Back on Top: Driggers & Nogueira Take World Standings Lead in Late August
Kaleb Driggers and Junior Nogueira are back at their rightful place on top of the PRCA world standings.
Kaleb Driggers Junior Nogueira
Driggers and Nogueira take a victory lap after winning the second round in Caldwell, Idaho, in August 2023. | Hailey Rae Photo

Reigning World Champions Kaleb Driggers and Junior Nogueira have taken he lead in the PRCA world standings as of Aug. 21, 2023, holding a narrow lead over the second-place team of Dustin Egusquiza and Levi Lord.

The world standings race is tight this year, with Egusquiza and Lord just $2,067 each behind the leaders—a far cry from the $83,000-plus lead Driggers and Nogueira held at the end of the 2022 season. At No. 3, Nelson Wyatt is only $3,440 behind Driggers, with Wesley Thorp third on the heel side $13,564 back.

“We haven’t caught as many steers as we’d like to this year, but we’ve caught a lot of the right ones,” Nogueira said. “No team has been truly dominant this year. The gap is not nearly what it usually is. Even number one, two and three aren’t that far ahead of the rest of the pack.”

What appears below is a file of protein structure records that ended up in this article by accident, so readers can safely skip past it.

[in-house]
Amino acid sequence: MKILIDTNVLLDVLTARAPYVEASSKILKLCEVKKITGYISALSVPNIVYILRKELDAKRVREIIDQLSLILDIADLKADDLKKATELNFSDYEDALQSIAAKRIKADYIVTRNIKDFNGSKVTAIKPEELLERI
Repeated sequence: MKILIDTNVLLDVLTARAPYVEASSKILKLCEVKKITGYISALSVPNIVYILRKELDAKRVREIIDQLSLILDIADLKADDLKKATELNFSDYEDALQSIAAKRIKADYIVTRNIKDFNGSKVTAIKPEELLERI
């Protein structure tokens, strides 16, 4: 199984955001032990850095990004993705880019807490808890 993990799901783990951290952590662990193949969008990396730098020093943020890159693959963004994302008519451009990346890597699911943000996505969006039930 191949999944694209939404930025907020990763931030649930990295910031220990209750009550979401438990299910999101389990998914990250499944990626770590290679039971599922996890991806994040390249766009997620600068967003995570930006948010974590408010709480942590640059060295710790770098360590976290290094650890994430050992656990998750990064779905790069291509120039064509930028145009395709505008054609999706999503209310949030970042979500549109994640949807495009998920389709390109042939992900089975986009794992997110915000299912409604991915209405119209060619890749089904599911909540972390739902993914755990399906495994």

As of August 22, Canadian Dawson Graham is on the bubble with $72,572.91 won on the head side, while heeler NFR heeler Tyler Worley sits at No. 15 with $72,422.21 won with five weeks left in the regular season.

In 2022, it took Jake Orman $85,067.18 to qualify for the Finals on the head side in the final hole, and it took Jonathan Torres $84,854.45 on the heel side. Nogueira estimates it will take $90,000 to break the NFR bubble in 2023.

“You have to keep pushing all the way to the end,” Nogueira said. “Whether you’re on the bubble or trying to win the regular season. My goal every year it to make the NFR and try to do the best I can. I rope with the best header in the world. So that makes it easy on me. I get to throw my rope a lot for money. You have to finish the race. You have to see where it finishes. I look at myself the same way. We want to make the NFR, but you have to rope every steer. I don’t check standings or nothing anymore. I just try to do my job every steer.”

As the season winds down, Nogueira said it will be the guys with the best horses with fresh legs under them who stay strong in the Northwest.

“You have to go catch most of them, and everyone is stressed,” Nogueira explained. “So you have to trust in your horse. Your horse gives you confidence and puts you in a good spot to get through the whole season. We get tired, so it’s a big deal for our horses to be steady right now.” TRJ

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